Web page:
The Descent of Darwinism
By Bruce Walker
February 16, 2009
Darwin was born two hundred years ago this month. A serious and decent man, Darwin's name has become connected with modern Darwinism. Today the Theory of Evolution of Species by Natural Selection has been mystically elevated from a "Theory" into a "Law," which it is not. As a working theory, evolution by natural selection serves an important scientific purpose. The Ptolemaic Theory of the revolution of heavenly bodies around the Earth also served an important scientific purpose. Both, at the time these theories were proposed, did a fairly good job of explaining how nature works.
When the Ptolemaic Theory was propounded almost nothing was known, beyond observation with the naked eye, about the movement of heavenly bodies. When the Theory of Evolution by Natural Selection was propounded, almost nothing was known of the genetics of life. Both theories worked. In a practical sense, both theories provided an effectively, though imperfect, model of how nature operated.
In a theoretical sense, natural selection works. If the most adaptable members of a species are most likely to survive to reproduce, then those members will tend to increase over time and will tend to develop into an evolved species. Yes, but so what? This theory states the obvious. It is also equally obvious that a highly intelligent alien species, as far above us as we are above farm animals, could have guided the process of life on Earth. Lamarckism, the theory in which acquired characteristics are transmitted through generations, also "worked," in a limited sense: Absent knowledge about how genetic characteristics were transmitted, Larmarckism explains evolution.
Darwinian evolution fails for the same reason that other theories fail. Although it could explain how life evolved, it has proven a very weak explanation. Darwinian evolution presumes much about the transfer of genetic characteristics which we now know is false. Darwin (no shame to him) thought heredity operated through a blending of parental traits. He assumed that the human cell was relatively simple. Darwin used the science of his time, and used it well. But hereditary characteristics are not "blended." The cell, the genetic code, and all the mechanics of biology and reproduction which Darwin and his supporters thought was relatively simple is actually fantastically more complex than they had dreamed. Each new twist and turn that science reveals makes the accidental origin of life increasing improbable.
If Darwin could explain a successful mutation (or, rather, a happy coincidence which produces a dozen or so complementary mutations at once) by one hundred consecutive tosses of the dice which each time produced snake eyes, today the mountain of improbability is much higher. The number of consecutive snake eyes which must be rolled is a thousand-fold greater. A theory whose explanation becomes progressively more improbable as scientific knowledge increases ought to lose cachet. Not Darwinism, though.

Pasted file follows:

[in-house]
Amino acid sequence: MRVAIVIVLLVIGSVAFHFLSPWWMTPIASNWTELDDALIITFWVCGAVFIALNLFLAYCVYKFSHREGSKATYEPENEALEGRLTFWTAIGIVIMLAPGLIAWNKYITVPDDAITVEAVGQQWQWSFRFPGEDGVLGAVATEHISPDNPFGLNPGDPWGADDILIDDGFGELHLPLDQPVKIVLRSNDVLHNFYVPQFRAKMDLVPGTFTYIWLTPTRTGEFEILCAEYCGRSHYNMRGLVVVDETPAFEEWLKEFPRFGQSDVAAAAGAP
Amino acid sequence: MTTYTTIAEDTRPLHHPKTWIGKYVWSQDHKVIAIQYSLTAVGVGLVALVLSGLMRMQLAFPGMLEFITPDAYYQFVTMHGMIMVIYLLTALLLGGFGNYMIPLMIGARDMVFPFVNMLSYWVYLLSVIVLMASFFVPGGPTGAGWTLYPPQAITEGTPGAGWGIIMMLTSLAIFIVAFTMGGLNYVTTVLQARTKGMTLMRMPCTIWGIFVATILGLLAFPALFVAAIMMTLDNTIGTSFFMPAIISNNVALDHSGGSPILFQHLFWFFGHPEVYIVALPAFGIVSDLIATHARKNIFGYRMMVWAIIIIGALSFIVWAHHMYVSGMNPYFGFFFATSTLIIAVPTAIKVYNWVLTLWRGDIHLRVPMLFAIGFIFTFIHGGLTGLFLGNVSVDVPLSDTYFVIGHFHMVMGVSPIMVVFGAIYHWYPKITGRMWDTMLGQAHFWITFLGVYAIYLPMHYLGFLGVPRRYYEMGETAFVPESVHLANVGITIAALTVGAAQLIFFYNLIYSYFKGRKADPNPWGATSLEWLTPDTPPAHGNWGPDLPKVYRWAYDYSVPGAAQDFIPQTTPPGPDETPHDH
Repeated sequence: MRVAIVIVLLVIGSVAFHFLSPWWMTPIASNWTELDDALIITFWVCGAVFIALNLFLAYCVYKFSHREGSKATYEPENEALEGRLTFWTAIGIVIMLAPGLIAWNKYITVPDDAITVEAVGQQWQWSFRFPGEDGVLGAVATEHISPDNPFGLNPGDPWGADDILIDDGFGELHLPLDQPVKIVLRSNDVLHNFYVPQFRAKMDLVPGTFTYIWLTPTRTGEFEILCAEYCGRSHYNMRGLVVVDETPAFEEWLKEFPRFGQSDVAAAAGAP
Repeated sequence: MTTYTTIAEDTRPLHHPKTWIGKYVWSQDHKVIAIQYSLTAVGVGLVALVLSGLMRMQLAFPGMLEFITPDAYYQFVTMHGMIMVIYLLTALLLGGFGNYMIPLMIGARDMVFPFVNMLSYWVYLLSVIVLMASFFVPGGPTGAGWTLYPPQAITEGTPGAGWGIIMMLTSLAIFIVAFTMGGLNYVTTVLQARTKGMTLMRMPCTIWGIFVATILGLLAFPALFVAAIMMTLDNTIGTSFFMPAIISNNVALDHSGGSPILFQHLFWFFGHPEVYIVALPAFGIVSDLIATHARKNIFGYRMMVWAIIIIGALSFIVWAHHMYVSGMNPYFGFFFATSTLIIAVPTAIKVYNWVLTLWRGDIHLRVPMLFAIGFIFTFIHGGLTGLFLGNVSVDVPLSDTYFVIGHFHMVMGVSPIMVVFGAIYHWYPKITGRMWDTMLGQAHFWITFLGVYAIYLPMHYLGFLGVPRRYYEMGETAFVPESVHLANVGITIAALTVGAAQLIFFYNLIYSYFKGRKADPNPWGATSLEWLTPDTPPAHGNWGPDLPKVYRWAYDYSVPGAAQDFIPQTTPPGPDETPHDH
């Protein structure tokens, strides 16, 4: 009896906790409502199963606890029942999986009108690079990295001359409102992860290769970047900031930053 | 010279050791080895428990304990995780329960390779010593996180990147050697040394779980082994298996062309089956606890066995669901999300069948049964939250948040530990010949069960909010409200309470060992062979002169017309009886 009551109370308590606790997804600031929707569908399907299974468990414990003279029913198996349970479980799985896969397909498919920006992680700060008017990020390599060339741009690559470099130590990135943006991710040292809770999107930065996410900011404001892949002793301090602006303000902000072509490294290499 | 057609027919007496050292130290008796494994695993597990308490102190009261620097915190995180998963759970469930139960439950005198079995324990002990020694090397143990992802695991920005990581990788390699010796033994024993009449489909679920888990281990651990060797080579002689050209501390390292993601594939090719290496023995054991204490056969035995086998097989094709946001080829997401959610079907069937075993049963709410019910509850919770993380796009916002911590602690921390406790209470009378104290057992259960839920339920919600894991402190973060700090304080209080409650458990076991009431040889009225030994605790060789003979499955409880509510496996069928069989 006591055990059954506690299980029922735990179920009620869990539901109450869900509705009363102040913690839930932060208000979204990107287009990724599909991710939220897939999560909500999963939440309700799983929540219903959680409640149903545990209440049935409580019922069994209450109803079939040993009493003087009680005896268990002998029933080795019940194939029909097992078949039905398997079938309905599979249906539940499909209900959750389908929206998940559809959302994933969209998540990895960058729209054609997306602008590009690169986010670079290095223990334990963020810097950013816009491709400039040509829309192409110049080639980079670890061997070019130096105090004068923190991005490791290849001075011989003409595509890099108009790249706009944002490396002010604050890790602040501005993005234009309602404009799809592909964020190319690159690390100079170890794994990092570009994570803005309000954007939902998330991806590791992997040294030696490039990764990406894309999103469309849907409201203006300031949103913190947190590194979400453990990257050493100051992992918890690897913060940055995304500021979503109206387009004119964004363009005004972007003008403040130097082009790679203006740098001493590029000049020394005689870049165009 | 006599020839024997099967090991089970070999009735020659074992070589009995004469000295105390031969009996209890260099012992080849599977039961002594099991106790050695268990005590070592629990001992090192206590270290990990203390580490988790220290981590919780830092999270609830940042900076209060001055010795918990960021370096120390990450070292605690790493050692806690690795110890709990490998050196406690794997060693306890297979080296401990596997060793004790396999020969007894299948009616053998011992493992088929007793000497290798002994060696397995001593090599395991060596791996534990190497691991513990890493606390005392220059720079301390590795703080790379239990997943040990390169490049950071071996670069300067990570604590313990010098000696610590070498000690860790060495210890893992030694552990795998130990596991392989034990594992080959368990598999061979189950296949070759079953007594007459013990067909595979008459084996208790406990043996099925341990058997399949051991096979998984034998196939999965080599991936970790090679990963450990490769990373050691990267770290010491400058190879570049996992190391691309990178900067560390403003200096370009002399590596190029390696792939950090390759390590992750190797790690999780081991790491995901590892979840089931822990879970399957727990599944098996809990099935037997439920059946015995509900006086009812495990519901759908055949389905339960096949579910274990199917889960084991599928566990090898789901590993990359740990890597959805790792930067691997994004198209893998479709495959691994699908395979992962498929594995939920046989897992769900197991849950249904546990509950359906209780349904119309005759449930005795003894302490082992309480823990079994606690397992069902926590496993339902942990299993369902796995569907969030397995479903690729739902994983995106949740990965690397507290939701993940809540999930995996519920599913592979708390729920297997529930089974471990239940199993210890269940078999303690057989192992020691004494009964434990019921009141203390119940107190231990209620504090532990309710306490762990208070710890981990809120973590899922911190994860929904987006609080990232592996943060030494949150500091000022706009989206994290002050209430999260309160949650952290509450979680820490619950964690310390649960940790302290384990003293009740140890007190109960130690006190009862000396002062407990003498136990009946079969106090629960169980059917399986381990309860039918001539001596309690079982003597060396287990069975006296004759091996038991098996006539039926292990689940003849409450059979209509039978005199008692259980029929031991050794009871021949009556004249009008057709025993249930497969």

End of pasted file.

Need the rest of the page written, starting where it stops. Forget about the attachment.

Darwinism, almost from its inception, began a fencing sword with which enemies of the notion of a Creator could invent their own creation. Social Darwinists defended the cruel conditions of industrial workers by explaining that the survival of the fittest was not simply the practical result, but the moral goal of life. Sanger and Hitler enthusiastically agreed. Bolshevism found in Darwinism the perfect finesse of creation and a model for the future utopia (with all the millions of murders needed to reach this heaven on earth.)
The very real scientific objections of Darwin's theory were ignored. Enemies of Darwinism were discarded as simply religious kooks. Although Ben Stein chronicles well how far totalitarianism has replaced real science in his film, Expelled: No Intelligence Allowed, the intellectual and scientific problems with Darwinian evolution were such that Darwin himself had many more worries about his own theory in his final edition of Origin of Species than in his first edition.
Scientists, in far too many cases, simply want to take the place of God or to abolish the idea of God entirely. That is not science: It is rather very human, much skewed, very fragile vanity. Cosmologists once thought that the atheistic idea of an eternal universe made sense. Then the "Big Bang" became a central part of physics. How did the Big Bang begin? No one knows and no one can ever know. We can just make educated guesses. Nature (or God?) has placed an absolute barrier to our knowledge. Quantum mechanics at the subatomic level operates based on probabilities, not absolutes. There are clear, absolute limits to human knowledge which are imposed by science and which have not budged despite the increasing sophistication of mathematical models. Ptolemy would recognize many of these new "scientific explanations." Rather than growing simple, they become increasingly more bizarre, more complex, and more inelegant.
The idea that a Blessed Creator made the universe and guided the creation of life is much more elegant than Darwinism or any other explanation for an operational godless nature. God makes sense. Out of religion came science (not the other way around.) There was a reason for this: God demands a reasoning mind and an orderly universe. Godlessness, by contrast, demands nothing but the banishment of God.
Bruce Walker is a long-time conservative writer whose work is published regularly at popular conservative sites such as American Thinker.